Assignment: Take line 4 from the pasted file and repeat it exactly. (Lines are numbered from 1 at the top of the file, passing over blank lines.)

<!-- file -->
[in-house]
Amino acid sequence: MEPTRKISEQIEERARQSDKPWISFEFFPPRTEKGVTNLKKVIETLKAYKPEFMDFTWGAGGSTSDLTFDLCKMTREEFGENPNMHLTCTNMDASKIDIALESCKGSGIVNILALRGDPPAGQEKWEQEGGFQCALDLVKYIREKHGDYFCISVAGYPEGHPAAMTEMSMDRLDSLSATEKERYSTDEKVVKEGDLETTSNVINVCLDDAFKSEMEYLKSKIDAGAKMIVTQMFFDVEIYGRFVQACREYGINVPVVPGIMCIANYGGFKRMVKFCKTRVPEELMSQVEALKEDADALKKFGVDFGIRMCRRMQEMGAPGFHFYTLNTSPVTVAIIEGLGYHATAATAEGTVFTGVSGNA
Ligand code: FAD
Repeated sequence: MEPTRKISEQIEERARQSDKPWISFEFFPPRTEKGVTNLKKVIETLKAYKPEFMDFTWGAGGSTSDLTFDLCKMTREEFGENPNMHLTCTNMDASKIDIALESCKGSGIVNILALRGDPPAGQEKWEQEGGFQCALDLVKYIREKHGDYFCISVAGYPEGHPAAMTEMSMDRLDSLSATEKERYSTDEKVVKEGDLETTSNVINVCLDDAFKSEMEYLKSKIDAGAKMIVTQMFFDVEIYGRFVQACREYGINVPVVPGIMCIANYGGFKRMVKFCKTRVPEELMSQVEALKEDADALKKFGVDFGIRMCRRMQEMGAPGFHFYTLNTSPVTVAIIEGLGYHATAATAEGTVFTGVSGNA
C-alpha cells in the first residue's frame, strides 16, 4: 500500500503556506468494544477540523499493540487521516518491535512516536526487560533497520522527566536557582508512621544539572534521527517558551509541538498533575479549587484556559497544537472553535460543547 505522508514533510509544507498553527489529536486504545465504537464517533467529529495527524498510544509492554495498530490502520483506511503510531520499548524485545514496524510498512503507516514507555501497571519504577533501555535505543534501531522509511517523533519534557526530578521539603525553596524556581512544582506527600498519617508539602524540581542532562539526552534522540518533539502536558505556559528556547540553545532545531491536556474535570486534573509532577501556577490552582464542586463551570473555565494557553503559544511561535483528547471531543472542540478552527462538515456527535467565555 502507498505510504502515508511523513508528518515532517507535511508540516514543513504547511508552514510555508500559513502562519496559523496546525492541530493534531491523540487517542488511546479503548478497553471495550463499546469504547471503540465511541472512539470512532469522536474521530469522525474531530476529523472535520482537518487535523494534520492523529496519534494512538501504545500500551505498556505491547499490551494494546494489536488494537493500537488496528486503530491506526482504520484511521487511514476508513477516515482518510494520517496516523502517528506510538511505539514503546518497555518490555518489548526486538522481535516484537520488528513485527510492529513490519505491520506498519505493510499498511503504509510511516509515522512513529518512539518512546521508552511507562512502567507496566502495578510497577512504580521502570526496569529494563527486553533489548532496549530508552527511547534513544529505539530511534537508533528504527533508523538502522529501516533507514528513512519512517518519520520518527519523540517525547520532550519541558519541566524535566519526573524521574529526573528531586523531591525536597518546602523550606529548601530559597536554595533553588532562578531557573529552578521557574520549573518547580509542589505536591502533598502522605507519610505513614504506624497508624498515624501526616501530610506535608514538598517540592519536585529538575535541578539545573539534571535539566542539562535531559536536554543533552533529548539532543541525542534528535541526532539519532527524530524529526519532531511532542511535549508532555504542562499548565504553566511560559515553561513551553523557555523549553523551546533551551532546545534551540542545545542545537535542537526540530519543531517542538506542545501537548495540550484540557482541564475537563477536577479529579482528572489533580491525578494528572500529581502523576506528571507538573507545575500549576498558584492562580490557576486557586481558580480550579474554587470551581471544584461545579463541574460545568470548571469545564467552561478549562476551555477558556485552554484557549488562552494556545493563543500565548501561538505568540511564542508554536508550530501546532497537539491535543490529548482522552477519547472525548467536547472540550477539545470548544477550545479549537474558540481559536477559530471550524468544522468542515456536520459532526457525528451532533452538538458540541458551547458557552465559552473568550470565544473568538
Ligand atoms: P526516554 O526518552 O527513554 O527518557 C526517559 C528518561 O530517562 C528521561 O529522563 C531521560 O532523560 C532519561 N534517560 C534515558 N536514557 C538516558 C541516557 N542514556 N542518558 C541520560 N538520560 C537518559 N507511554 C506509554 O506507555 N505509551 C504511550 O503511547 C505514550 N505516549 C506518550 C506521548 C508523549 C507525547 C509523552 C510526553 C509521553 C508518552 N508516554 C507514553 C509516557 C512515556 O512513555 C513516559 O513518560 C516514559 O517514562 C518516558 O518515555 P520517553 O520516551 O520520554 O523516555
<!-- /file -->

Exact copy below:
Repeated sequence: MEPTRKISEQIEERARQSDKPWISFEFFPPRTEKGVTNLKKVIETLKAYKPEFMDFTWGAGGSTSDLTFDLCKMTREEFGENPNMHLTCTNMDASKIDIALESCKGSGIVNILALRGDPPAGQEKWEQEGGFQCALDLVKYIREKHGDYFCISVAGYPEGHPAAMTEMSMDRLDSLSATEKERYSTDEKVVKEGDLETTSNVINVCLDDAFKSEMEYLKSKIDAGAKMIVTQMFFDVEIYGRFVQACREYGINVPVVPGIMCIANYGGFKRMVKFCKTRVPEELMSQVEALKEDADALKKFGVDFGIRMCRRMQEMGAPGFHFYTLNTSPVTVAIIEGLGYHATAATAEGTVFTGVSGNA